Music in the Air - Page 2

The Monterey Jazz Festival and its mid-century rise to glory
Music in the Air
The 1958 program featured a lineup of world-class stars—including Louis Armstrong, Dizzie Gillespie, and Harry James (top to bottom).
Music in the Air
MC Jimmy Lyons greets the crowd.
Music in the Air
Journalist Ralph Gleason.
Music in the Air
Comedian Mort Sahl was a hit.

Lyons, born in 1916 to a missionary family in China, connected with Gleason at New York's Columbia University in the 1930s. During the War, Lyons produced a radio show for the Armed Forces Radio Service that featured, among other young jazzmen, Gillespie, Davis, and vibraphonist Milt Jackson.

In the 1940s, Lyons also worked as an advance man for bandleader Woody Herman, during the reign of the band's so-called Four Brothers: saxophonists Stan Getz, Zoot Sims, Herbie Steward, and Serge Chaloff. Later that decade, a few years before Gleason relocated, Lyons settled in San Francisco and piloted several radio shows. In programming unique on the West Coast and rare elsewhere, he showcased the newest developments in jazz.

"I never learned how to play anything, and as a consequence, I just loved to hear it," chuckled Lyons in a 1992 interview. "I got a job on KNBC [in San Francisco]. In those days it was midnight till 4 a.m., and it was heard all over the world, because that long-wave [radio] was strong…I'd found some [local jazz] artists who I thought were very good, like [pianist] Dave Brubeck, who had a little quartet with a saxophonist named Paul Desmond."

"Jimmy would come to hear me at the Geary Cellar, which was on the same block as KNBC," in the City's downtown, Brubeck recalled in 2006. After Brubeck formed an octet, with fellow alumni who'd studied music on the G.I. Bill at Oakland's Mills College, "Jimmy was the emcee at our first concert, at the Marines Memorial Auditorium in San Francisco," Brubeck said.

Lyons later broadcast recordings by Brubeck's trio, which garnered awards from Downbeat and Metronome magazines in 1949. And the deejay helped secure Brubeck a six-year stint at the Black Hawk club, in San Francisco's Tenderloin. By this time, Gleason had begun covering that scene for the Chronicle as a jazz journalist, one of the nation's first.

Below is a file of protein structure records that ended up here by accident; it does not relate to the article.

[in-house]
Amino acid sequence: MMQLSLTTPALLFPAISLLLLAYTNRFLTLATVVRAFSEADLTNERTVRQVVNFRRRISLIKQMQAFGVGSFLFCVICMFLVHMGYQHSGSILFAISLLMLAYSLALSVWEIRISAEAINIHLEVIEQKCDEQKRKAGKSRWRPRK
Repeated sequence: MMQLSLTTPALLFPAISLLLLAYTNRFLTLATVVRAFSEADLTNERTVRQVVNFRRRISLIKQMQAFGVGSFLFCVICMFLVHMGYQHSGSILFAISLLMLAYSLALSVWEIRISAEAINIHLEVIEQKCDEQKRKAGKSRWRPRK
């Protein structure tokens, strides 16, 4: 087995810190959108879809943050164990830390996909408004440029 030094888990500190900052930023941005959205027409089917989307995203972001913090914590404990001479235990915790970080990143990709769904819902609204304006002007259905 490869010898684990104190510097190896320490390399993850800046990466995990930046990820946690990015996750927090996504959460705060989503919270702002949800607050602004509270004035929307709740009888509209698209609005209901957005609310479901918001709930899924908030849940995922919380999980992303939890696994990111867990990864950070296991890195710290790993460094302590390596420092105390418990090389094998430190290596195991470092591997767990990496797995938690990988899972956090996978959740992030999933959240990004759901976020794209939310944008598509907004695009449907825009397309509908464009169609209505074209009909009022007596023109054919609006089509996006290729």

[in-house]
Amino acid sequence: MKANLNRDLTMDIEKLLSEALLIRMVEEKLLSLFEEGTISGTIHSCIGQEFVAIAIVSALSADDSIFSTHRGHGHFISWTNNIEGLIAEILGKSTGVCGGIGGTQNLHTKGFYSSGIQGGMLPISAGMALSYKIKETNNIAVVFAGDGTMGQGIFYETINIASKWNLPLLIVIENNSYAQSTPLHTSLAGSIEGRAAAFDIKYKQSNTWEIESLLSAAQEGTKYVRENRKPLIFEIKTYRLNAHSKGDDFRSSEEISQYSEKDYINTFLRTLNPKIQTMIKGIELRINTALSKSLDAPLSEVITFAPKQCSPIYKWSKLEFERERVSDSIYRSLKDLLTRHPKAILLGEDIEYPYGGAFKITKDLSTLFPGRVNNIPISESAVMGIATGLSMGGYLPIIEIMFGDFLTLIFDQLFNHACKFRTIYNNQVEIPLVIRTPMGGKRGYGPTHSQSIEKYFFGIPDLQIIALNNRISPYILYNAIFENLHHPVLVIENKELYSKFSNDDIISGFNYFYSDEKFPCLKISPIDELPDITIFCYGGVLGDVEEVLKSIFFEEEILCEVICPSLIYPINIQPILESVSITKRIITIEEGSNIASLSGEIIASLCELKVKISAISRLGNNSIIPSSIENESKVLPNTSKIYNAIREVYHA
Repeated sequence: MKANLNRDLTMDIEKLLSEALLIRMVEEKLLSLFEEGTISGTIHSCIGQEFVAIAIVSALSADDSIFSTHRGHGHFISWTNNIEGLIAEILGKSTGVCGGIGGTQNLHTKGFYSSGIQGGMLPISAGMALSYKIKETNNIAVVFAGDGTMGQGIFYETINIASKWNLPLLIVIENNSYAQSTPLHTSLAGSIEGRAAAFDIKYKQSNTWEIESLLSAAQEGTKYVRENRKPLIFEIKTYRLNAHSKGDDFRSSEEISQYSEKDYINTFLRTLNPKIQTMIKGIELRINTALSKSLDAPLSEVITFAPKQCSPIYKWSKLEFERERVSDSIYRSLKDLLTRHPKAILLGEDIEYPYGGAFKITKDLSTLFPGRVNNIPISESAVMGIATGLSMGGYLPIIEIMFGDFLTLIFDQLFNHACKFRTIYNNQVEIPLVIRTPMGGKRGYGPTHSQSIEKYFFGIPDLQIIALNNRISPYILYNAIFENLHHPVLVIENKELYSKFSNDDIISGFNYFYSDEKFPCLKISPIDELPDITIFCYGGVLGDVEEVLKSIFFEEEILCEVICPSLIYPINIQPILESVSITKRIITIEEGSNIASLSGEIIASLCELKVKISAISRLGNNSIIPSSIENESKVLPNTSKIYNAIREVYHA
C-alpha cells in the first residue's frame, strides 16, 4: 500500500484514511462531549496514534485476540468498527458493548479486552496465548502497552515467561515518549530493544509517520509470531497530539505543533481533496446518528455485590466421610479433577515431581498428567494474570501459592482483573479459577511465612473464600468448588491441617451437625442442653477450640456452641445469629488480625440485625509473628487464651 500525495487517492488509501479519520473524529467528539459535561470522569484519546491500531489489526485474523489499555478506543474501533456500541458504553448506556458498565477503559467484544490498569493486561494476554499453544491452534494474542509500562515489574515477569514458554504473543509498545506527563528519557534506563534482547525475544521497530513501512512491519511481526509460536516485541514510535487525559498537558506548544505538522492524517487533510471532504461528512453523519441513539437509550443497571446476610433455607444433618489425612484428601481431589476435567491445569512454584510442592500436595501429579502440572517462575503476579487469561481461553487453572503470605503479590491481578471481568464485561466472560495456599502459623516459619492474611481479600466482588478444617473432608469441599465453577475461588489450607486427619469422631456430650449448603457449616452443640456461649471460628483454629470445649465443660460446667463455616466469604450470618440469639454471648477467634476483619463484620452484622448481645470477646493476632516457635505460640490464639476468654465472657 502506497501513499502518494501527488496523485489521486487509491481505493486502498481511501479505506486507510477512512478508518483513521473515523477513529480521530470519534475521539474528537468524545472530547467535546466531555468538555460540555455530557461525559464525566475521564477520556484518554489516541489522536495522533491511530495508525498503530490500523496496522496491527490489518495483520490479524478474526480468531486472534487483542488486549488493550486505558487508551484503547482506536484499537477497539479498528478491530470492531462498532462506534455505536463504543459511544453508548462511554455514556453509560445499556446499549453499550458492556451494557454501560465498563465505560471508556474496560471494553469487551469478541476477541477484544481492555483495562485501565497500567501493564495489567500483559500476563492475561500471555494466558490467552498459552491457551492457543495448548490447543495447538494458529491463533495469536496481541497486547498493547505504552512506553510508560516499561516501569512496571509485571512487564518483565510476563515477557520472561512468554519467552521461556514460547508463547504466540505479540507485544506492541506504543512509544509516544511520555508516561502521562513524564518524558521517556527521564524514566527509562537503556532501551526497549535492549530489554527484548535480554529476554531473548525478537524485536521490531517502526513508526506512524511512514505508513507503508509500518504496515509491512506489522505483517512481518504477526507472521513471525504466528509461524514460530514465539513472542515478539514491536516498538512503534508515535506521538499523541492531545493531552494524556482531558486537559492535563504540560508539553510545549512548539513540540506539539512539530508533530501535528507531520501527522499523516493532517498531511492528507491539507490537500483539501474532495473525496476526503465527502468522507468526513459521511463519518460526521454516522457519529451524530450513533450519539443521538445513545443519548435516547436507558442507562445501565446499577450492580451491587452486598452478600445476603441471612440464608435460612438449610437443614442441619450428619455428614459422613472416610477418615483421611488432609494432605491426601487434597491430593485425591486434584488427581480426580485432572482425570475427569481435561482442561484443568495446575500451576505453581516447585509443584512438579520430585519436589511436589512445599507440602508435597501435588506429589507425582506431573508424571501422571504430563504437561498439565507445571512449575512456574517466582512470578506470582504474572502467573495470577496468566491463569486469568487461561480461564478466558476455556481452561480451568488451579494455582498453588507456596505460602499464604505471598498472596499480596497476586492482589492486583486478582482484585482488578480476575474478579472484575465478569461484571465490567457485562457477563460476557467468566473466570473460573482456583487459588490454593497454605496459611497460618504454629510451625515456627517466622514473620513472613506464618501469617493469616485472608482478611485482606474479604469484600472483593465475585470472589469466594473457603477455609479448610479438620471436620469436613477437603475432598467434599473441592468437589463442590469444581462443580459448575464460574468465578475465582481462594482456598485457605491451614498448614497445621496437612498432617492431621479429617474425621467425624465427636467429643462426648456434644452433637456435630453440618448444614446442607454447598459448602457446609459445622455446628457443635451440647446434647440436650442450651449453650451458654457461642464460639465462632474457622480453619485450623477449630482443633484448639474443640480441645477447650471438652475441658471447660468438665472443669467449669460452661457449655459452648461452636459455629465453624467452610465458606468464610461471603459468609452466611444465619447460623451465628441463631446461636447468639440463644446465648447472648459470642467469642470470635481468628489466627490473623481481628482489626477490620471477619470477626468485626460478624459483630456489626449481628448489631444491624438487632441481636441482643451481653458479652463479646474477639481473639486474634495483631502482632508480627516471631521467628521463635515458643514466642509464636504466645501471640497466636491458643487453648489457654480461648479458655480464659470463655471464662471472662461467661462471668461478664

The friendship between pianist and deejay extended to a joint 50-acre purchase of land in Big Sur, just south of Monterey, in which vibraphonist Cal Tjader, who had settled in Northern California after the War, was a third partner. Lyons also purchased and ran a general store in Big Sur, while maintaining his presence on local radio.

Lyons found kindred spirits among the friends of author John Steinbeck in nearby Monterey, and began bandying about the idea of a festival. In 1957 he contacted Brubeck, who'd frequented the annual Bach Festival in the adjoining town of Carmel. Lyons asked the pianist and his ensemble to demonstrate their chops to the Monterey Town Council, which included local merchants, prime candidates as potential investors.

Monterey had seen the economy of its community of 20,000 challenged by the decline of sardine and other sea-based commerce, due to overfishing, and although the town still functioned as a supply source for the nearby Army base at Fort Ord, it was looking for ways to attract outsiders.

"We played [that audition] in a whitewashed cement floor place, where they usually showed vegetables, or maybe animals," Brubeck remembered. "And they liked it! That's how we got permission to go ahead with a festival."